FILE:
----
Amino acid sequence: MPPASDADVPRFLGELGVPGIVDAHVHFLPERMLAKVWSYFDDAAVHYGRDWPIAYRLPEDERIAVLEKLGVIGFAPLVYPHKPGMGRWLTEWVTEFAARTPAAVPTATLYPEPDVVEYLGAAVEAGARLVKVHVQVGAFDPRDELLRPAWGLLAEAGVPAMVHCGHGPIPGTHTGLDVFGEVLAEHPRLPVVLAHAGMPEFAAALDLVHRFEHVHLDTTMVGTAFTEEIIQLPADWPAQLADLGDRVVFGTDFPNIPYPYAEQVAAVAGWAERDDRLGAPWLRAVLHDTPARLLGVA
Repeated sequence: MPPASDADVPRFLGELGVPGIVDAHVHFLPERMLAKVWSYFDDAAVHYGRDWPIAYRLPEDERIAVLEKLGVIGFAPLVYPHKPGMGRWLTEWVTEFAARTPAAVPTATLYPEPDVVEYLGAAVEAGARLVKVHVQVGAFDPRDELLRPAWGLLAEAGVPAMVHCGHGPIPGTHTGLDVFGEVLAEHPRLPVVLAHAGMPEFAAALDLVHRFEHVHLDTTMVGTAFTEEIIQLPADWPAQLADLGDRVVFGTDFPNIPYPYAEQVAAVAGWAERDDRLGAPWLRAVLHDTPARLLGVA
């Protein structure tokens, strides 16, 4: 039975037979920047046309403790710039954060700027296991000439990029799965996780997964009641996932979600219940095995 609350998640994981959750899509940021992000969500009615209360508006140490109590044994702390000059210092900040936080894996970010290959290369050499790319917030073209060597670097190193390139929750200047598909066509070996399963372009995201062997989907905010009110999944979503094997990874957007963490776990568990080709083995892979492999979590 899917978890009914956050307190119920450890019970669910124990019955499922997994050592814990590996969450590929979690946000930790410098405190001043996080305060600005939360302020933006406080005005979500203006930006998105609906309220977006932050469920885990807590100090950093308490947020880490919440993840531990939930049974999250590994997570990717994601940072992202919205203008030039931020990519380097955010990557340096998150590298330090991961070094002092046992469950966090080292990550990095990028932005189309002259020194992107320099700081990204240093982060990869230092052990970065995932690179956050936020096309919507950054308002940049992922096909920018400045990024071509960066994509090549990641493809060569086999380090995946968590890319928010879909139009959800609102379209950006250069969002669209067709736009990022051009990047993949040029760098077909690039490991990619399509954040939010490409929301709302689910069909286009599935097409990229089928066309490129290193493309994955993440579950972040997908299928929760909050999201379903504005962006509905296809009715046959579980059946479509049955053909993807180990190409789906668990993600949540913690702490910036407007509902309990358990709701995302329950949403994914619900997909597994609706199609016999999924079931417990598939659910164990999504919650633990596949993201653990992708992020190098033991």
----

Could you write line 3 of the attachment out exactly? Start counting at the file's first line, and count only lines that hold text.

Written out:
């Protein structure tokens, strides 16, 4: 039975037979920047046309403790710039954060700027296991000439990029799965996780997964009641996932979600219940095995 609350998640994981959750899509940021992000969500009615209360508006140490109590044994702390000059210092900040936080894996970010290959290369050499790319917030073209060597670097190193390139929750200047598909066509070996399963372009995201062997989907905010009110999944979503094997990874957007963490776990568990080709083995892979492999979590 899917978890009914956050307190119920450890019970669910124990019955499922997994050592814990590996969450590929979690946000930790410098405190001043996080305060600005939360302020933006406080005005979500203006930006998105609906309220977006932050469920885990807590100090950093308490947020880490919440993840531990939930049974999250590994997570990717994601940072992202919205203008030039931020990519380097955010990557340096998150590298330090991961070094002092046992469950966090080292990550990095990028932005189309002259020194992107320099700081990204240093982060990869230092052990970065995932690179956050936020096309919507950054308002940049992922096909920018400045990024071509960066994509090549990641493809060569086999380090995946968590890319928010879909139009959800609102379209950006250069969002669209067709736009990022051009990047993949040029760098077909690039490991990619399509954040939010490409929301709302689910069909286009599935097409990229089928066309490129290193493309994955993440579950972040997908299928929760909050999201379903504005962006509905296809009715046959579980059946479509049955053909993807180990190409789906668990993600949540913690702490910036407007509902309990358990709701995302329950949403994914619900997909597994609706199609016999999924079931417990598939659910164990999504919650633990596949993201653990992708992020190098033991």